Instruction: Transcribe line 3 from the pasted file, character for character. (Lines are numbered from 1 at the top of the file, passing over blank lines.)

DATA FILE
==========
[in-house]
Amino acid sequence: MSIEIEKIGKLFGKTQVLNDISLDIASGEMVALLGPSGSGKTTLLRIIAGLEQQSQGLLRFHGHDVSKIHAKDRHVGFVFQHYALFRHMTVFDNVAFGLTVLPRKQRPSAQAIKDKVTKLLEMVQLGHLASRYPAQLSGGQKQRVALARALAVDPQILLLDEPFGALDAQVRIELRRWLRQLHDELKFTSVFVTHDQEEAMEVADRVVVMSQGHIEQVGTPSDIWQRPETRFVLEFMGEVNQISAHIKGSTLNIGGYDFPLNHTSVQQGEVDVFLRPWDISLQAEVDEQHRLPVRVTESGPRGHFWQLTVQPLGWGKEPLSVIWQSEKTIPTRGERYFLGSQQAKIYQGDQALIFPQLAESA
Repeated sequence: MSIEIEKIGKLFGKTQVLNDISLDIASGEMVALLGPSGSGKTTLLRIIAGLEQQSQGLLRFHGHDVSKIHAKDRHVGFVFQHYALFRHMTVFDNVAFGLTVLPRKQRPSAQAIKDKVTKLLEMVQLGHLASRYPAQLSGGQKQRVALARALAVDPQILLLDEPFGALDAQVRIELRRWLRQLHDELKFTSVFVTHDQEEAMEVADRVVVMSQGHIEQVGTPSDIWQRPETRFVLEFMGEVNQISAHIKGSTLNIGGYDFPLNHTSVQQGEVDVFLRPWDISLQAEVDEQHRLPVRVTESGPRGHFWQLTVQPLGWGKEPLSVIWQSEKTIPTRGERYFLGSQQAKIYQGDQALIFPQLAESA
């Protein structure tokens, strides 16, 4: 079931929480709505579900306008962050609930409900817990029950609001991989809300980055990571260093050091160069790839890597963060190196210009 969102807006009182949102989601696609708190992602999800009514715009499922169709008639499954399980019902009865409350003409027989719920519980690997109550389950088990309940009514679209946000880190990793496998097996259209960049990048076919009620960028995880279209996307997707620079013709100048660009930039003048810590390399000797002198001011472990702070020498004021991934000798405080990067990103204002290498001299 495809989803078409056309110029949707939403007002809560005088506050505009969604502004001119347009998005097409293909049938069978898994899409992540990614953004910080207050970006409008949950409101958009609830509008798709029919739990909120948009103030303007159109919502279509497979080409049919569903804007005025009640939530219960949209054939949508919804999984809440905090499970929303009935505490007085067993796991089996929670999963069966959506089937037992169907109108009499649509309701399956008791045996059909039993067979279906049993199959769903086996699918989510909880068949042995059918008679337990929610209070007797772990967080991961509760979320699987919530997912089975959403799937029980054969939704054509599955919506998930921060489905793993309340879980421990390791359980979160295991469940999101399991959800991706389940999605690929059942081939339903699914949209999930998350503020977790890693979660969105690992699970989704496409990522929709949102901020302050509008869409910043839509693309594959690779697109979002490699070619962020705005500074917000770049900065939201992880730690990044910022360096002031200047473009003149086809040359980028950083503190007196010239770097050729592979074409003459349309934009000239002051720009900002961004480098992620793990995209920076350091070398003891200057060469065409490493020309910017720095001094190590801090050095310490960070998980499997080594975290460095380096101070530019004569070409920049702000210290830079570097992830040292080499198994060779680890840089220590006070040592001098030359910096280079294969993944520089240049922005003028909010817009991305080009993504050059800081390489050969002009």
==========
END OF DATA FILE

Repeated sequence: MSIEIEKIGKLFGKTQVLNDISLDIASGEMVALLGPSGSGKTTLLRIIAGLEQQSQGLLRFHGHDVSKIHAKDRHVGFVFQHYALFRHMTVFDNVAFGLTVLPRKQRPSAQAIKDKVTKLLEMVQLGHLASRYPAQLSGGQKQRVALARALAVDPQILLLDEPFGALDAQVRIELRRWLRQLHDELKFTSVFVTHDQEEAMEVADRVVVMSQGHIEQVGTPSDIWQRPETRFVLEFMGEVNQISAHIKGSTLNIGGYDFPLNHTSVQQGEVDVFLRPWDISLQAEVDEQHRLPVRVTESGPRGHFWQLTVQPLGWGKEPLSVIWQSEKTIPTRGERYFLGSQQAKIYQGDQALIFPQLAESA